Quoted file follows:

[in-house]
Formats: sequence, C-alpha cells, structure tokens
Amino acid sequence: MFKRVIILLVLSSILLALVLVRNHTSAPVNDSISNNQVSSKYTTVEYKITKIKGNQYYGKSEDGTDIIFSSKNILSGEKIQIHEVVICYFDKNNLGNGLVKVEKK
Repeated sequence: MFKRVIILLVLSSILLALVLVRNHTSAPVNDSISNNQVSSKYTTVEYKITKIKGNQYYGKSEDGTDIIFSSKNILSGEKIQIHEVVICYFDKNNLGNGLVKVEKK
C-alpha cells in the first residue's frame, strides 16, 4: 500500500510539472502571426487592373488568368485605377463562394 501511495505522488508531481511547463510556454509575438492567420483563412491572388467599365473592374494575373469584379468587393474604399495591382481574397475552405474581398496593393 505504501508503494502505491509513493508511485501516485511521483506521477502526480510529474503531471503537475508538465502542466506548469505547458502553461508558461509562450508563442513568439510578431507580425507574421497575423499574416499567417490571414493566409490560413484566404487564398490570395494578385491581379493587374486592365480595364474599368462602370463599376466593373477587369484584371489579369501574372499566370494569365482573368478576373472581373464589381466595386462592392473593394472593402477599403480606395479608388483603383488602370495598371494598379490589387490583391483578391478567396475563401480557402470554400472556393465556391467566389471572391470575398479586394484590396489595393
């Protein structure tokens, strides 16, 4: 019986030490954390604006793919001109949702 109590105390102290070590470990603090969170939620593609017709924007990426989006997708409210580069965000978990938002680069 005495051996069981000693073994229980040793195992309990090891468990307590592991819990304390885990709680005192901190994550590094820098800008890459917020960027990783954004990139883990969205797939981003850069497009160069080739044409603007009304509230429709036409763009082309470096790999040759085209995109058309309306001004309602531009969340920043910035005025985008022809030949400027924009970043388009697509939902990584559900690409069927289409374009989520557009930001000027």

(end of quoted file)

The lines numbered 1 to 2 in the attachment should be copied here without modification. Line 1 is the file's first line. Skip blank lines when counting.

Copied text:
[in-house]
Formats: sequence, C-alpha cells, structure tokens